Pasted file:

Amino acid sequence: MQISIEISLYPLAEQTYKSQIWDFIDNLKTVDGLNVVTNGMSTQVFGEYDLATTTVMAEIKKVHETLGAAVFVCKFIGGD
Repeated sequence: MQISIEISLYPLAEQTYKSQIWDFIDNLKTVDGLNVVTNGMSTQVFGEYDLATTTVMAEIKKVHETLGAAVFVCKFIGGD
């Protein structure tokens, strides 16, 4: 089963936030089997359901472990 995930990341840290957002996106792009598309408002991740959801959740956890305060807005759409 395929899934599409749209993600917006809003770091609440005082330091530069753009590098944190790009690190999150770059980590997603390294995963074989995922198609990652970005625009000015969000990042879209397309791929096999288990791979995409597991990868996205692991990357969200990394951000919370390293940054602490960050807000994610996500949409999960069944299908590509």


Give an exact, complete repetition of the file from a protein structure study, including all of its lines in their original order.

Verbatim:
Amino acid sequence: MQISIEISLYPLAEQTYKSQIWDFIDNLKTVDGLNVVTNGMSTQVFGEYDLATTTVMAEIKKVHETLGAAVFVCKFIGGD
Repeated sequence: MQISIEISLYPLAEQTYKSQIWDFIDNLKTVDGLNVVTNGMSTQVFGEYDLATTTVMAEIKKVHETLGAAVFVCKFIGGD
């Protein structure tokens, strides 16, 4: 089963936030089997359901472990 995930990341840290957002996106792009598309408002991740959801959740956890305060807005759409 395929899934599409749209993600917006809003770091609440005082330091530069753009590098944190790009690190999150770059980590997603390294995963074989995922198609990652970005625009000015969000990042879209397309791929096999288990791979995409597991990868996205692991990357969200990394951000919370390293940054602490960050807000994610996500949409999960069944299908590509």